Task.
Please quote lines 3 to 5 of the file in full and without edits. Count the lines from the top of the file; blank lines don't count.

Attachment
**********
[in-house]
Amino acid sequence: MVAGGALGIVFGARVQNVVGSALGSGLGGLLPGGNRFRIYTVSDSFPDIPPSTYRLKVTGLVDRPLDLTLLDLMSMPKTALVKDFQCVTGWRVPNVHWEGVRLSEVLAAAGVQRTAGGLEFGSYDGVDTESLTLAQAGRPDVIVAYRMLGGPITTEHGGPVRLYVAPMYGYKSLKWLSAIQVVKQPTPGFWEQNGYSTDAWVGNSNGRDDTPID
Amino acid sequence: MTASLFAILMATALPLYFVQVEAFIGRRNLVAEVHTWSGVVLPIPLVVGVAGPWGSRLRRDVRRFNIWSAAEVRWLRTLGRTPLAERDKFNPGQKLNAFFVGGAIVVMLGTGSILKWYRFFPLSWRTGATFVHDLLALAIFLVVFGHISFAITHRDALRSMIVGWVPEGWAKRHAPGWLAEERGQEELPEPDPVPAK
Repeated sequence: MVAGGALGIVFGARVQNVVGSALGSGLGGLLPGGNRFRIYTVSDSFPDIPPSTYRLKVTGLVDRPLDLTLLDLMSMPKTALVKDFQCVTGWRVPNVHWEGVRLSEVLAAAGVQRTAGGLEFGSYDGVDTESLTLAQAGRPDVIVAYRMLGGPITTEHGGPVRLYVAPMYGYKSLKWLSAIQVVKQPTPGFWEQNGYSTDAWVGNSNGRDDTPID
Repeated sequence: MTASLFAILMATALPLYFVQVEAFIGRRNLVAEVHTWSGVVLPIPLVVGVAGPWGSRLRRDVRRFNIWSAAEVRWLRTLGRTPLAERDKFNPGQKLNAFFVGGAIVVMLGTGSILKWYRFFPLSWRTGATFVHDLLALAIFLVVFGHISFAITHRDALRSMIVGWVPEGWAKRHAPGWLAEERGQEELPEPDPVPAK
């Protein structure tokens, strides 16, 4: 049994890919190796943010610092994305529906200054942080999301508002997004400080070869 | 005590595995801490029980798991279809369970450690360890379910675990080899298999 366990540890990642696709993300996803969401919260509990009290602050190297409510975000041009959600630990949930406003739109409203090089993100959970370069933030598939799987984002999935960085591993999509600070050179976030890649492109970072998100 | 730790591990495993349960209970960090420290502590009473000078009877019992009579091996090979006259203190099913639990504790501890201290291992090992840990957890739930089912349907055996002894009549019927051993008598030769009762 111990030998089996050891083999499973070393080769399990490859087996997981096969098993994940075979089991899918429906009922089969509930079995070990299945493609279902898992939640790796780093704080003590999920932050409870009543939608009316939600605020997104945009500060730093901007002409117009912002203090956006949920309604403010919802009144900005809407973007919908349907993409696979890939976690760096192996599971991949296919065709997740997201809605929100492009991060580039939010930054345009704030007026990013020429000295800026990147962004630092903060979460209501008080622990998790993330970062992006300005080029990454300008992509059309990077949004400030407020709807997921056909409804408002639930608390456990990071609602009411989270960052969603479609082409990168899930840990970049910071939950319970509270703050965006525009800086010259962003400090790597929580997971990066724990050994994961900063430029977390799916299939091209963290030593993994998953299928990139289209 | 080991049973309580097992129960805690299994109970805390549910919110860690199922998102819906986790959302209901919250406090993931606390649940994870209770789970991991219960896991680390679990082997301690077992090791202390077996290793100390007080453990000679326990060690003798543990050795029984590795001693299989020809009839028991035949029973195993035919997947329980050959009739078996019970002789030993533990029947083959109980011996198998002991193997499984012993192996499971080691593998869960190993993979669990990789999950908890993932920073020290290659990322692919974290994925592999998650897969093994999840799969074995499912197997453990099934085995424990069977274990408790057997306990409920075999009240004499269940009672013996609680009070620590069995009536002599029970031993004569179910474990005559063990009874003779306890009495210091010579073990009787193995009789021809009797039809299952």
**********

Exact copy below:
Amino acid sequence: MTASLFAILMATALPLYFVQVEAFIGRRNLVAEVHTWSGVVLPIPLVVGVAGPWGSRLRRDVRRFNIWSAAEVRWLRTLGRTPLAERDKFNPGQKLNAFFVGGAIVVMLGTGSILKWYRFFPLSWRTGATFVHDLLALAIFLVVFGHISFAITHRDALRSMIVGWVPEGWAKRHAPGWLAEERGQEELPEPDPVPAK
Repeated sequence: MVAGGALGIVFGARVQNVVGSALGSGLGGLLPGGNRFRIYTVSDSFPDIPPSTYRLKVTGLVDRPLDLTLLDLMSMPKTALVKDFQCVTGWRVPNVHWEGVRLSEVLAAAGVQRTAGGLEFGSYDGVDTESLTLAQAGRPDVIVAYRMLGGPITTEHGGPVRLYVAPMYGYKSLKWLSAIQVVKQPTPGFWEQNGYSTDAWVGNSNGRDDTPID
Repeated sequence: MTASLFAILMATALPLYFVQVEAFIGRRNLVAEVHTWSGVVLPIPLVVGVAGPWGSRLRRDVRRFNIWSAAEVRWLRTLGRTPLAERDKFNPGQKLNAFFVGGAIVVMLGTGSILKWYRFFPLSWRTGATFVHDLLALAIFLVVFGHISFAITHRDALRSMIVGWVPEGWAKRHAPGWLAEERGQEELPEPDPVPAK